The Telegraph
Friday , January 10 , 2014
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Sangh ‘sits up’ at threat

New Delhi, Jan. 9: Senior RSS leaders have at an election review meeting with BJP representatives taken “serious note” of the Aam Aadmi Party (AAP) in the context of Delhi, sources said.

The meeting is being held since yesterday in Hyderabad, attended by RSS chief Mohanrao Bhagwat and deputies Suresh “Bhaiyyaji” Joshi, Suresh Soni, Dattatreya Hosabale and Krishna Gopal. The BJP leaders include party chief Rajnath Singh and predecessor Nitin Gadkari.

The RSS brass were given a detailed account of the BJP’s showing in the states where poll results were declared last month. The BJP won Rajasthan, Madhya Pradesh and Chhattisgarh.

Delhi was the only blip in the dream run and the AAP’s role in it made the RSS team “sit up”, the sources said, but added Bhagwat did not say a word on the new party.

But the BJP leaders sought to give a larger impression, one beyond Delhi — that the AAP would not seriously impact its prospects in the Lok Sabha polls

The Hyderabad meeting is expected to outline the agenda the BJP will line up for its national executive and national council session in Delhi from January 17 to 19. It will be the last such congregation before the election.

But while Bhagwat kept his counsel on the AAP with himself, RSS mouthpiece Organiser did not, holding up Arvind Kejriwal’s party as a model for the BJP, much like the Congress’s Jairam Ramesh had done.

In its latest edition, the weekly carried two pieces heaping undiluted praise on Kejriwal’s brand of politics. One extols Narendra Modi and implores the AAP to back the BJP in the Lok Sabha polls — seen as a tacit admission of its potential to damage the BJP.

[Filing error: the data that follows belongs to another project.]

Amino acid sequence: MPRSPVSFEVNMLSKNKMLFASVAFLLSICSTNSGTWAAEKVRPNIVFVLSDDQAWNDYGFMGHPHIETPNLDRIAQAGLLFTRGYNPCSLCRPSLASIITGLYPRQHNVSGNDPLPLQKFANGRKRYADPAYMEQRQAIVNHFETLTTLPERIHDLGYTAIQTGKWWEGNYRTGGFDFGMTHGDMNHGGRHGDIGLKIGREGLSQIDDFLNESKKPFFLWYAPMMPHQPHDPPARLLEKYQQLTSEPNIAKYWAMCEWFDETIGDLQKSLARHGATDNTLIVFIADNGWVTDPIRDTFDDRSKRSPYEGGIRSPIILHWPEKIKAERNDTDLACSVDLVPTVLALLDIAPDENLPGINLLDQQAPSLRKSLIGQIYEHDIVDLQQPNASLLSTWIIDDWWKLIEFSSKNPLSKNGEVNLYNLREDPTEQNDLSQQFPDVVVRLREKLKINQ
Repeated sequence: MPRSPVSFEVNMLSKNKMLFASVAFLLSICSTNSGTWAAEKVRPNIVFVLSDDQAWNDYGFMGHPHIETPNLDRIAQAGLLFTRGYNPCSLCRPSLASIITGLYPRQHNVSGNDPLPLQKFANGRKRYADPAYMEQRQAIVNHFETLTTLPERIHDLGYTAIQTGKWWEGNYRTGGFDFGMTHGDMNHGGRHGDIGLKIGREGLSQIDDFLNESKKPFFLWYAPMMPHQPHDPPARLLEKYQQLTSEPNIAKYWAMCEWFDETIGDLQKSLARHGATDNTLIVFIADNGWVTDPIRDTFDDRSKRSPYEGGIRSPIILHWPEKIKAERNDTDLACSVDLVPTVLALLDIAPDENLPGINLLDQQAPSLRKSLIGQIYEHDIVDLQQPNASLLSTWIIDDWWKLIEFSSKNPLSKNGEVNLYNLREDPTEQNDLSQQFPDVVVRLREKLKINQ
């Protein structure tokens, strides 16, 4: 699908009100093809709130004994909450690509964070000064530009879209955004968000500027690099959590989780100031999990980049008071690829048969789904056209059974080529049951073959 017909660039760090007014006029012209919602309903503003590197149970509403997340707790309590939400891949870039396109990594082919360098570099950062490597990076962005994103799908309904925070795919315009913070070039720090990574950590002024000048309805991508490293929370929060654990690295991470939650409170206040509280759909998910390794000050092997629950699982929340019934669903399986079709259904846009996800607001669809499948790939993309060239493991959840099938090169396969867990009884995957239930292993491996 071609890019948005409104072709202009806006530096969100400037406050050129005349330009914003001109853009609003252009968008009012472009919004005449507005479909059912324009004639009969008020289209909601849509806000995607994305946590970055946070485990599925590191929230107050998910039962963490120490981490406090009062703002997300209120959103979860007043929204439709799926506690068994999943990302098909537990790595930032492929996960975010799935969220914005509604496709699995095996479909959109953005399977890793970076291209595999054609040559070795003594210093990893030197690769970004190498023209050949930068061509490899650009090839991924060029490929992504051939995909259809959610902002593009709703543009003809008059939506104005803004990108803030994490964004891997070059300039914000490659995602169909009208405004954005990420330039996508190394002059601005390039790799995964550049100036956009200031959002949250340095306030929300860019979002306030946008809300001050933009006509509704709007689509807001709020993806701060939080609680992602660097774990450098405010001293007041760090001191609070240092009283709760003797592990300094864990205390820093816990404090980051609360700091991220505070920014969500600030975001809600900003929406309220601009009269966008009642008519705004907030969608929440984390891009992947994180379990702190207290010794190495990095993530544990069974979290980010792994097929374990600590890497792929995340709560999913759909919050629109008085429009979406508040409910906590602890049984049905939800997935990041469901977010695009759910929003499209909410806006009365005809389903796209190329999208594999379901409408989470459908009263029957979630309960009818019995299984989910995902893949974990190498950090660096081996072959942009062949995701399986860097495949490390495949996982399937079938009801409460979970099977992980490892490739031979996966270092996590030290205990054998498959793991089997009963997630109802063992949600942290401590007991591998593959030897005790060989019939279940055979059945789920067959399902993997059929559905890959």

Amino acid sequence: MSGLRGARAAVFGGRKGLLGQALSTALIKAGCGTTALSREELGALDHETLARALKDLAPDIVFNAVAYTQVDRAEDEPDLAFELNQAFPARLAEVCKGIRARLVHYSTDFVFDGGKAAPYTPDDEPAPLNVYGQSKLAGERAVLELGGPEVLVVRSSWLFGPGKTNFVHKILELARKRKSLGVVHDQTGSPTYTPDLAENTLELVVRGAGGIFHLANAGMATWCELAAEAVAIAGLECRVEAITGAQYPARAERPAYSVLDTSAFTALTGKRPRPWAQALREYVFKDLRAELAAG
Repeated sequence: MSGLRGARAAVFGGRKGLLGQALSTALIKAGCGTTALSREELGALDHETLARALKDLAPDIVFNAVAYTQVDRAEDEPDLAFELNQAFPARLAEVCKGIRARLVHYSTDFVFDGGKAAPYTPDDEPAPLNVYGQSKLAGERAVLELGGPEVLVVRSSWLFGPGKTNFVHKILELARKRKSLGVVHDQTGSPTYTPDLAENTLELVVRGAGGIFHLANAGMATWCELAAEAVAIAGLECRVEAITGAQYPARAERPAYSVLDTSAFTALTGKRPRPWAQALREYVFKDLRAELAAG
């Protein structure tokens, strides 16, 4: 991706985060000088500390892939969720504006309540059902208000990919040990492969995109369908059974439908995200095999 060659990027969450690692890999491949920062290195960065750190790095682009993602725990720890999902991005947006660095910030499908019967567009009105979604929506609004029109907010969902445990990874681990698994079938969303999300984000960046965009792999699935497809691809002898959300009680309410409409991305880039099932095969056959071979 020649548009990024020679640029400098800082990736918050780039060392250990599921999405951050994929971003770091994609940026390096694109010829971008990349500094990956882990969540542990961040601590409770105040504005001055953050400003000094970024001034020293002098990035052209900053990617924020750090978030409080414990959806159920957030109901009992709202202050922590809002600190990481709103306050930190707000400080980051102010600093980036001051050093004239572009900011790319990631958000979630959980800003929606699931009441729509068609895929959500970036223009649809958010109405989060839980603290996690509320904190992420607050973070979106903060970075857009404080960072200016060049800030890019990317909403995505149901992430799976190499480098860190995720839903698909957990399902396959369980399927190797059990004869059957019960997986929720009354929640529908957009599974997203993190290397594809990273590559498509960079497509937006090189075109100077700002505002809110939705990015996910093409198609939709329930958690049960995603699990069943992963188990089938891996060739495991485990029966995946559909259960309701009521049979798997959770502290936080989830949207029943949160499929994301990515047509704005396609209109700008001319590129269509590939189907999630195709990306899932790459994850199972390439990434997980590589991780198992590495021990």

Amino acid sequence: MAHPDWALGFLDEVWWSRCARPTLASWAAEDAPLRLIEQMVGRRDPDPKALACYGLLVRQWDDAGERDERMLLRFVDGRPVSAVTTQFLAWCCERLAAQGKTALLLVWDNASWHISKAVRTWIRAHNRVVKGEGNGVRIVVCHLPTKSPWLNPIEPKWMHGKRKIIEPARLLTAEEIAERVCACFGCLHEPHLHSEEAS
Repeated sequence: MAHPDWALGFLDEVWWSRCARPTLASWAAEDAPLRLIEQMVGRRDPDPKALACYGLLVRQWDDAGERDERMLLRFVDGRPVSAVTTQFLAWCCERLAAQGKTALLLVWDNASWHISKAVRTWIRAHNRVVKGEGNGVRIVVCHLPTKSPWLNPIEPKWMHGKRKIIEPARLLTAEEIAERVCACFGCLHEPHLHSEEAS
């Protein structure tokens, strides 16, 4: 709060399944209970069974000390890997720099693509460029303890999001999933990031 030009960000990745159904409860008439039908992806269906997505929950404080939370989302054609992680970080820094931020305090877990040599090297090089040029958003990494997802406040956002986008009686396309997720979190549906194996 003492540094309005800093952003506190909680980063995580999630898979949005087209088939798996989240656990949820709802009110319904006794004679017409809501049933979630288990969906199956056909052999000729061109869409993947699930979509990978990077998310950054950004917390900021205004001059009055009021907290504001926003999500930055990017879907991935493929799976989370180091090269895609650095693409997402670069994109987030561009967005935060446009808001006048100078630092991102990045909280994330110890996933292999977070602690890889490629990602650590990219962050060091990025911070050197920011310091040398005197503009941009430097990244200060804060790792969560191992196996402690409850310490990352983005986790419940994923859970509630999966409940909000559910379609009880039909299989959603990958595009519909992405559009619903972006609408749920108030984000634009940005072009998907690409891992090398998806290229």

The article “AAP, Congress and the BJP” by Anandshankar Pandya singles out “honesty” and “humility” as the AAP’s greatest qualities and calls on the BJP to take note.

The other article, “Bringing Governance at the Centre” by Shikha Tyagi, claims the AAP’s “innocence” and “modesty” resonated with the “anguished aam aadmi” and helped it connect with the last person in Delhi.

Tyagi does not mention the BJP even once but leaves little doubt that the BJP, the RSS’s political progeny, should learn from the AAP.

“If there were allegations that most AAP volunteers during elections were paid workers, most chairs placed in Ram Lila Maidan on the day the new CM (Kejriwal) took oath were filled with aam aadmi who had come to celebrate their liberation from pawns of power,” the author says.

Tyagi also seeks to bust the BJP’s belief that the AAP was a flash in the pan, saying the party was “here to stay for it has given voice to the hitherto unheard common man”.

She calls on the BJP to stop running down the AAP-Congress tie-up in Dellhi and start criticising only when the AAP “fails on delivery”.

In the other article, Pandya holds up Modi as a “decisive and experienced leader who can deliver the goods”. But the sources said the articles presented the RSS with two immediate tasks: pull back its sympathisers like Tyagi who “seem to have crossed over to the AAP” and ensure they vote the BJP.

This, the sources said, would have to be done by “recharging the campaign to position Modi as the only credible prime ministerial contender and the BJP as the only credible alternative to the UPA”.

The other plan is to persuade on the BJP to be “less hi-tech” and rediscover its Jana Sangh “roots” of direct connect with people through door-to-door canvassing, an election strategy the AAP was seen to have used effectively.